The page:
Creatine – Energy and Muscle Power
Creatine may help to:
- Assist in creation of muscular energy
- Enhance potential for muscle growth and strength
- Provide for explosive power and endurance
- Buffer accumulation of lactic acid, reducing fatigue, cramping and muscle soreness
- Maintain stable creatine levels (with supplementation)
Creatine is a nitrogenous amino acid which occurs naturally in the skeletal muscles—hence its name from the Greek for flesh, “kreas.” Stored as creatine phosphate, it is the muscle’s main source of energy as it donates its phosphate molecules to ATP (Adenosine Triphosphate) in the Krebs Cycle to produce ADP (Adenosine Diphosphate), the enzyme that extracts elemental nutrients from food.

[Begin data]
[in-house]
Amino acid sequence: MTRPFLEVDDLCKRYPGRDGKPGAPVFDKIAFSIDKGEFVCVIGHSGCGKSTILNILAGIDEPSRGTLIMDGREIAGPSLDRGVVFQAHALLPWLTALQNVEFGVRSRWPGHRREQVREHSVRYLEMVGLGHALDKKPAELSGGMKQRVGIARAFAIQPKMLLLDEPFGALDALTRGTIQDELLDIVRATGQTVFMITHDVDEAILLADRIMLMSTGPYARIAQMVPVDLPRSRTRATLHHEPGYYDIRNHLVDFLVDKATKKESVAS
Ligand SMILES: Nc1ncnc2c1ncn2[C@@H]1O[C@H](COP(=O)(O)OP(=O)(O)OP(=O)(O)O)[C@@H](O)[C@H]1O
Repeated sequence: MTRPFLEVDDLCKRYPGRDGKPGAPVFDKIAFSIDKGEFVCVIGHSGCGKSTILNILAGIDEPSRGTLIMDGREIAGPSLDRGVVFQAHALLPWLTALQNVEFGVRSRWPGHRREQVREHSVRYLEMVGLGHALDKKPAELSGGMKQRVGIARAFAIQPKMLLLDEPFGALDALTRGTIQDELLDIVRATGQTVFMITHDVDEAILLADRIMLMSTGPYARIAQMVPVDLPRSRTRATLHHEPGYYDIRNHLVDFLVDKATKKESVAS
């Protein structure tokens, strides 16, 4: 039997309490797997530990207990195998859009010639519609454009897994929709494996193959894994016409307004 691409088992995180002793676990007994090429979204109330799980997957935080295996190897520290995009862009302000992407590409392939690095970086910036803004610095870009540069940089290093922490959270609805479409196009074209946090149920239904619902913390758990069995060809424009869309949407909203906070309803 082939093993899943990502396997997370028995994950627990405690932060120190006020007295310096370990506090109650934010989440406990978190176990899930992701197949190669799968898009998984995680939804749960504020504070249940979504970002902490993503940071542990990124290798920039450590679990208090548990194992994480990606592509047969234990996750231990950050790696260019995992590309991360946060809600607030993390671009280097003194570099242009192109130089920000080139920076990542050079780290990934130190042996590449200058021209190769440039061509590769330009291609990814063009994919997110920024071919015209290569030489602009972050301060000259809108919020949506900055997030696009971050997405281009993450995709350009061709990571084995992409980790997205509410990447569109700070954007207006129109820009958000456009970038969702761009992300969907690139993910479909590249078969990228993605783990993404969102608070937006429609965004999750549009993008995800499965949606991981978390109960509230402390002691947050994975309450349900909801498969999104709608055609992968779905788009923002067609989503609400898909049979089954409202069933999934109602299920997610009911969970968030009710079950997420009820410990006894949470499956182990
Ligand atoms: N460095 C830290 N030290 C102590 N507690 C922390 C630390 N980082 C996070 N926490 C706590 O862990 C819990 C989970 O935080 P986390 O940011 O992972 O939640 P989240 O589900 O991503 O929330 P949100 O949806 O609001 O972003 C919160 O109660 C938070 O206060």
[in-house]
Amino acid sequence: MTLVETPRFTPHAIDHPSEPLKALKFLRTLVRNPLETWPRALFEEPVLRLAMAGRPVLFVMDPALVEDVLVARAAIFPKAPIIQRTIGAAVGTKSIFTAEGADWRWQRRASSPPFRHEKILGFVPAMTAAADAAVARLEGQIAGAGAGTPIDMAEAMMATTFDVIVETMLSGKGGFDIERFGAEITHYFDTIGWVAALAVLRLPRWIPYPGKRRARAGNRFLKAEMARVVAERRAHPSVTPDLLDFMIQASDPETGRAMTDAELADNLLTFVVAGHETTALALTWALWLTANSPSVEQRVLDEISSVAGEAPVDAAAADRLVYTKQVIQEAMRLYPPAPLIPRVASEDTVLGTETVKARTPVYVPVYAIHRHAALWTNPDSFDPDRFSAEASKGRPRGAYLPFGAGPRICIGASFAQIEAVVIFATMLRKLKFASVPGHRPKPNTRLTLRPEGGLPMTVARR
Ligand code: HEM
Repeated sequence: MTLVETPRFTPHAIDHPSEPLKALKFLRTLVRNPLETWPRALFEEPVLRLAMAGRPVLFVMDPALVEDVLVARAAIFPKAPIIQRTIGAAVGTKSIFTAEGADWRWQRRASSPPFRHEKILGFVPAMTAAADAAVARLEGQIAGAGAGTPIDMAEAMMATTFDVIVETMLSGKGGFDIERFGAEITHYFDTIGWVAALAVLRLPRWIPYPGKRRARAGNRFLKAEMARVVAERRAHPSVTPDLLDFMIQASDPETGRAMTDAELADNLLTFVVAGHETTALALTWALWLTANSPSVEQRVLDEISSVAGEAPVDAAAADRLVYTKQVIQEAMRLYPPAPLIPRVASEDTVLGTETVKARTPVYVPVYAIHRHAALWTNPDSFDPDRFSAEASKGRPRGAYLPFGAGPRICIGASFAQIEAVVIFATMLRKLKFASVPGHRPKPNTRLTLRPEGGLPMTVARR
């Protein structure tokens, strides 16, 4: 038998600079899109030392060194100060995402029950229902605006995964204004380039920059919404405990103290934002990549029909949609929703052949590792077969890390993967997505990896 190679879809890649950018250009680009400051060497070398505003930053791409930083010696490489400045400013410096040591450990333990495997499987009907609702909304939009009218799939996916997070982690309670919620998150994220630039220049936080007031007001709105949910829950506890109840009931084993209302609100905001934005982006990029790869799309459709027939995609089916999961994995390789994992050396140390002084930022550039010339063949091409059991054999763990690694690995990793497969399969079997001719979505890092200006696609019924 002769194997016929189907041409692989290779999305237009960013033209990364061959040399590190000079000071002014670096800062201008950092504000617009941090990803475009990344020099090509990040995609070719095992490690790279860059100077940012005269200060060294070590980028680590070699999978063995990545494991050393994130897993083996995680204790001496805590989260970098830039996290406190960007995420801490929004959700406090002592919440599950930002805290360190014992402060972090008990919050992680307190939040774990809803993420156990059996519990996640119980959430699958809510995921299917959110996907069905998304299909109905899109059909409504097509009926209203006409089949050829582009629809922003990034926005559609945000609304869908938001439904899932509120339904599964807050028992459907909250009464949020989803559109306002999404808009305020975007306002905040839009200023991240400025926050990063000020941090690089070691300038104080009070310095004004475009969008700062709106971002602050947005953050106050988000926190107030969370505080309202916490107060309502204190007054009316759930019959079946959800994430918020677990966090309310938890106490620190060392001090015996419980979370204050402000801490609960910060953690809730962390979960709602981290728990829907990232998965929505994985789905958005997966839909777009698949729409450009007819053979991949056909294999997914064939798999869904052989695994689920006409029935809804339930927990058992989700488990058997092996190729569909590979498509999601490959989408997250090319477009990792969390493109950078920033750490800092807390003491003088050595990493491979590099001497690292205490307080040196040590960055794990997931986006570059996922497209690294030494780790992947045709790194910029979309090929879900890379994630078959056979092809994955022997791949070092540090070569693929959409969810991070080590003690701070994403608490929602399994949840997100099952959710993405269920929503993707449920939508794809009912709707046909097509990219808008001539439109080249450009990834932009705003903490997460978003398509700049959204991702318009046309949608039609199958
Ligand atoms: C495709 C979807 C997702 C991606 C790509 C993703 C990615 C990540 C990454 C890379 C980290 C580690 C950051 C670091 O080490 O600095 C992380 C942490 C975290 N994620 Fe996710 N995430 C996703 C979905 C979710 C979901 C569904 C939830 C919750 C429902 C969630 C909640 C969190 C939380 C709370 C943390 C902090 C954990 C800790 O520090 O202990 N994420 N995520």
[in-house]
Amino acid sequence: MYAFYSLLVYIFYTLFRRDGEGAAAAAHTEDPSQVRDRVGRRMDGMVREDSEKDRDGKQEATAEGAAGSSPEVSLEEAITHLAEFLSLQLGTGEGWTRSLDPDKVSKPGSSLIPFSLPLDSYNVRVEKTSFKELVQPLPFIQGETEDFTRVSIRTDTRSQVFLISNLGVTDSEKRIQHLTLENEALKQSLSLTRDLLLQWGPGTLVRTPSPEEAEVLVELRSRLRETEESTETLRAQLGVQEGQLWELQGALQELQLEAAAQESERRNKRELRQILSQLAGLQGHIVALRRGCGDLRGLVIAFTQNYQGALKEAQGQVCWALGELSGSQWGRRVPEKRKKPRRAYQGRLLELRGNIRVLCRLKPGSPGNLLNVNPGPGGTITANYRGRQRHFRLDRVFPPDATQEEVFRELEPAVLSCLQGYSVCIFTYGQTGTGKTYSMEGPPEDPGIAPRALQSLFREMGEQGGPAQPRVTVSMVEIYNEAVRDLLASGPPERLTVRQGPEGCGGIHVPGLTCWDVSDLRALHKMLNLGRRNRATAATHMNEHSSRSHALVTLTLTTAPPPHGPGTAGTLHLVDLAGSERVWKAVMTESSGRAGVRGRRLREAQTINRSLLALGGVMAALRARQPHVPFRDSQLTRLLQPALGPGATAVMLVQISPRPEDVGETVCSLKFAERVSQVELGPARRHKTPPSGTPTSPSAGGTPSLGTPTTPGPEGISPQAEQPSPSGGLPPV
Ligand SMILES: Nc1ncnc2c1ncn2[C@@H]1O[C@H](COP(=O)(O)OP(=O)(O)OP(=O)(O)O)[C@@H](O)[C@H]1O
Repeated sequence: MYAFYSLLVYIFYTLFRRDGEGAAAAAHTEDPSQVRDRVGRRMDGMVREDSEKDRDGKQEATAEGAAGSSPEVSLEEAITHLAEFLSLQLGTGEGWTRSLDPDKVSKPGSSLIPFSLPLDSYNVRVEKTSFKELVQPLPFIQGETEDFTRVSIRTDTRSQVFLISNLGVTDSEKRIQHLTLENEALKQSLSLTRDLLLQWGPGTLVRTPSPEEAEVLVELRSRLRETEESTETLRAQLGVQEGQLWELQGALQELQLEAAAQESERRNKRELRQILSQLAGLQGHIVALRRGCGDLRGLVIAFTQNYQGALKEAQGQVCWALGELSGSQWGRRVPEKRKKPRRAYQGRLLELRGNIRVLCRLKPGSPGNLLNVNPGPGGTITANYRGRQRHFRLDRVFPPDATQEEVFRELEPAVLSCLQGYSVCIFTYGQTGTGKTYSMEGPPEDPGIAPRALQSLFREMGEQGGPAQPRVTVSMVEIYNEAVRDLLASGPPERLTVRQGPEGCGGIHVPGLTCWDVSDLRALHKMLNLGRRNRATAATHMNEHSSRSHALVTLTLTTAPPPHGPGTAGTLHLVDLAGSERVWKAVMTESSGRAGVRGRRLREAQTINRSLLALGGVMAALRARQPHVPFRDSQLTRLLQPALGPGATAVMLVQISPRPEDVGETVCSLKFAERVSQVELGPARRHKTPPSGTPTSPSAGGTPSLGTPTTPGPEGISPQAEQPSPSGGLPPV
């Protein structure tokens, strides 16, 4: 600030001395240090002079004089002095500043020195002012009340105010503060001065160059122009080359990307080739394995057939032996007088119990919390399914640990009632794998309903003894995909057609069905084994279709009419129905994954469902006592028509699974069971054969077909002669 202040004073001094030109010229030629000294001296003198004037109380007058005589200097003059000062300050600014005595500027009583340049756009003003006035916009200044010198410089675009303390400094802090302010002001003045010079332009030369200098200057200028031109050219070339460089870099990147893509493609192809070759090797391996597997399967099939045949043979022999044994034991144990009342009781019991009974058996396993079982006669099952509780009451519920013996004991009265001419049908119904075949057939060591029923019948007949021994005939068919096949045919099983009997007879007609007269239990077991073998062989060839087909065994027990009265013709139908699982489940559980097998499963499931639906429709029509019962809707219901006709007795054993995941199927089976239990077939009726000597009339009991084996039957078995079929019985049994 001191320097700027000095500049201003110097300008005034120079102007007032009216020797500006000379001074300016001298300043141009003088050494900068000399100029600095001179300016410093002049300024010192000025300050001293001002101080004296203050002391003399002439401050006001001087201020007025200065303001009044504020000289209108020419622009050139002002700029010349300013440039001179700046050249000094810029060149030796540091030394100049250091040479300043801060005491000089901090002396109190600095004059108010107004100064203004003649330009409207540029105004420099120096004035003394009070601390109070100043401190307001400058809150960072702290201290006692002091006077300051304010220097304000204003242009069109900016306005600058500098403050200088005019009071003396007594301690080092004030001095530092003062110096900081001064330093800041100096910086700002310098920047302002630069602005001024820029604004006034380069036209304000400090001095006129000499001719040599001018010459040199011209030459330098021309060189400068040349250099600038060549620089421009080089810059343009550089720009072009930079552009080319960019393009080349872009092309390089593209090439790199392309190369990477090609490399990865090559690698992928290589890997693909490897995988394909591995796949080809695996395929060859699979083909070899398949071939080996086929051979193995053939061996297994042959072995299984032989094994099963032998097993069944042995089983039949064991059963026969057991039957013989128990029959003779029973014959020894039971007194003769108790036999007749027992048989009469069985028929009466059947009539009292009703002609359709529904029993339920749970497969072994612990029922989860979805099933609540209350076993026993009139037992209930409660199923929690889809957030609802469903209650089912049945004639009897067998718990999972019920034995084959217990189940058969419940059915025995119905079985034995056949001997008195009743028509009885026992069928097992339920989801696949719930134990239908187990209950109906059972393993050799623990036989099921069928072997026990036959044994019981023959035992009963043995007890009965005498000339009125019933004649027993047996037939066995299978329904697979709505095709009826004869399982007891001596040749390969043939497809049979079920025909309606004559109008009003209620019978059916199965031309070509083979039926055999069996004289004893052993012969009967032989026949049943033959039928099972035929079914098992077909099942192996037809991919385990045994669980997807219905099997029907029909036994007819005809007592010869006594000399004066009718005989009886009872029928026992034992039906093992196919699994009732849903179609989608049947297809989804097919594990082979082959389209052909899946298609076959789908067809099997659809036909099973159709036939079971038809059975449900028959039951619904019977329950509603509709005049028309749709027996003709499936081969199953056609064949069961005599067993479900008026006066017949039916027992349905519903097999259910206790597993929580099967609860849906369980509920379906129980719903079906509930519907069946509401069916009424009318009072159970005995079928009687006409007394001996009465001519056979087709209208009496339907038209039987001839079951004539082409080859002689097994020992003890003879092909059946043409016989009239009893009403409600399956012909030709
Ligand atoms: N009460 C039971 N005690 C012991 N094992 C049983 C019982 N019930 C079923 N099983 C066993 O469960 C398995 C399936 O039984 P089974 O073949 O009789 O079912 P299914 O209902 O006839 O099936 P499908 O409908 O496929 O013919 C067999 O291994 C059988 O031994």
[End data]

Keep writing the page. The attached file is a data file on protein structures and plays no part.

Creatine is a catalyst for protein synthesis. Once the proteins are metabolized into its elemental amino acids it helps create the fuel your body uses for energy but as a result also increases fluid in the cellular tissues. Since the body seeks to balance the fluid level outside the cell, the fluid retention has been called “creatine bloat.” However, super-hydration of the muscle cells creates more protein synthesis and muscle growth which can produce more muscle strength and the ability to expend more power and continue the growth cycle. Creatine also helps buffer the build-up of lactic acid in the muscle fibers which can cause fatigue and cramping.
Since creatine is available from the diet in small amounts in meat and fish and milk, supplementation may be more beneficial for vegetarians as well as for those seeking to build muscle mass.